But in spite of those dire warnings, three times in the reading last week, Jesus said these words: Do Not Be Afraid. Each day of our Christian journey is both an invitation and a commandment to choose what path we will be on. Will we choose the easy path of silence that benefits those who really need no benefit at all? Or will we choose the difficult road of radical hospitality, of servant leadership, of using our voice on behalf of the voiceless? The Kingdom of God come near is an invitation to a transformational life that – Jesus himself told us – wouldn’t be easy. It is an invitation to make Jesus’ mission our mission.
Today’s reading is the final three verses of that story – of Jesus sending out his disciples – only to Israel.
In the early 1940s, there were three theology students who fled Nazi Germany into the Burgundy region of France. They were looking for a place they could live and continue their theological studies, safe from Hitler and the Gestapo. They settled in a tiny 12th century village called Taizé. They purchased a home and set up an agreement among themselves to live an ecumenical monastic life, continue their studies, and each person doing their utmost to support one another. Their arrangement was successful, and they lived safe from the ravages of World War II in an environment of prayer, study, and brotherhood.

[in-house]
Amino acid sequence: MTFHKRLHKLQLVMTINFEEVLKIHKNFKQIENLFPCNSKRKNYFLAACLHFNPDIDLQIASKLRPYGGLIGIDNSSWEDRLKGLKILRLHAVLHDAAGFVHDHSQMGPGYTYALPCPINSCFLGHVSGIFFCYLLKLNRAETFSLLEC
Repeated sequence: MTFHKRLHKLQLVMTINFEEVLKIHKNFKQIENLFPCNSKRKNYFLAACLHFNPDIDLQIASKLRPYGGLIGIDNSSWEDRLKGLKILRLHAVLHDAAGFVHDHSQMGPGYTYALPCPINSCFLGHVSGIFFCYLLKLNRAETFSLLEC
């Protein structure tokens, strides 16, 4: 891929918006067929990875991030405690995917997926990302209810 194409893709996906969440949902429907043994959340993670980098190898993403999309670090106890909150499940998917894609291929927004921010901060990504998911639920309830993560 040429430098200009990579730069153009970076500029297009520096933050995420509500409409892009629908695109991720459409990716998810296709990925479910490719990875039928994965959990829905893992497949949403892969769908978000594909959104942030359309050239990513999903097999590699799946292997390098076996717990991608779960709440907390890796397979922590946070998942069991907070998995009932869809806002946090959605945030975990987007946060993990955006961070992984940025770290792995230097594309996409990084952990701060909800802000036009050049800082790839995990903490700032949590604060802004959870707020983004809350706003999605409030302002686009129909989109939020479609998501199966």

During the war, some German soldiers that were captured were put into POW camps in that region. When the war ended, those former soldiers were released and left to their own devices to get back home to Germany. There were many who began walking and during their journey, they would look for places to stay, but as you might imagine, French citizens were not particularly eager to welcome former Nazi soldiers. Village after village, house after house would turn them away. That is, until they got to Taizé. The three theologians who fled the Nazis welcomed the former German soldiers into their home, under the condition that while they stayed there, they would participate in the ecumenical life of the household. They had to share in doing chores, they had to share in studying, or at least reading the Bible, and they had to participate in worship.